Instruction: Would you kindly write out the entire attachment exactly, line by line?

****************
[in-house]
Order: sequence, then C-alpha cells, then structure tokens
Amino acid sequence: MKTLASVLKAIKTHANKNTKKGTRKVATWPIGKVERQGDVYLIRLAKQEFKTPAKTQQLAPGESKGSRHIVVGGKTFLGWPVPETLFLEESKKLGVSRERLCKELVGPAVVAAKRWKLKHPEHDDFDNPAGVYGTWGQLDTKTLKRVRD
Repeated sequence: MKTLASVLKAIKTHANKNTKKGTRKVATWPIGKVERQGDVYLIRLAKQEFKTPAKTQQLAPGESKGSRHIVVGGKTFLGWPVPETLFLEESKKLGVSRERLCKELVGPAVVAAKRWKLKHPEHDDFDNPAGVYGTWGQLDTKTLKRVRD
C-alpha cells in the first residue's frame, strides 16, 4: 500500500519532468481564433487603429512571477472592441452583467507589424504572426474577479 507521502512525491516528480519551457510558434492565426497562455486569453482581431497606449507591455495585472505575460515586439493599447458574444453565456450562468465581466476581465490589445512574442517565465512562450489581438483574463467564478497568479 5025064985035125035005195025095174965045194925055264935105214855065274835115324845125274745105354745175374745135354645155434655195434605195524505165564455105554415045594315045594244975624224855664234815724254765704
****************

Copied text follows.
[in-house]
Order: sequence, then C-alpha cells, then structure tokens
Amino acid sequence: MKTLASVLKAIKTHANKNTKKGTRKVATWPIGKVERQGDVYLIRLAKQEFKTPAKTQQLAPGESKGSRHIVVGGKTFLGWPVPETLFLEESKKLGVSRERLCKELVGPAVVAAKRWKLKHPEHDDFDNPAGVYGTWGQLDTKTLKRVRD
Repeated sequence: MKTLASVLKAIKTHANKNTKKGTRKVATWPIGKVERQGDVYLIRLAKQEFKTPAKTQQLAPGESKGSRHIVVGGKTFLGWPVPETLFLEESKKLGVSRERLCKELVGPAVVAAKRWKLKHPEHDDFDNPAGVYGTWGQLDTKTLKRVRD
C-alpha cells in the first residue's frame, strides 16, 4: 500500500519532468481564433487603429512571477472592441452583467507589424504572426474577479 507521502512525491516528480519551457510558434492565426497562455486569453482581431497606449507591455495585472505575460515586439493599447458574444453565456450562468465581466476581465490589445512574442517565465512562450489581438483574463467564478497568479 5025064985035125035005195025095174965045194925055264935105214855065274835115324845125274745105354745175374745135354645155434655195434605195524505165564455105554415045594315045594244975624224855664234815724254765704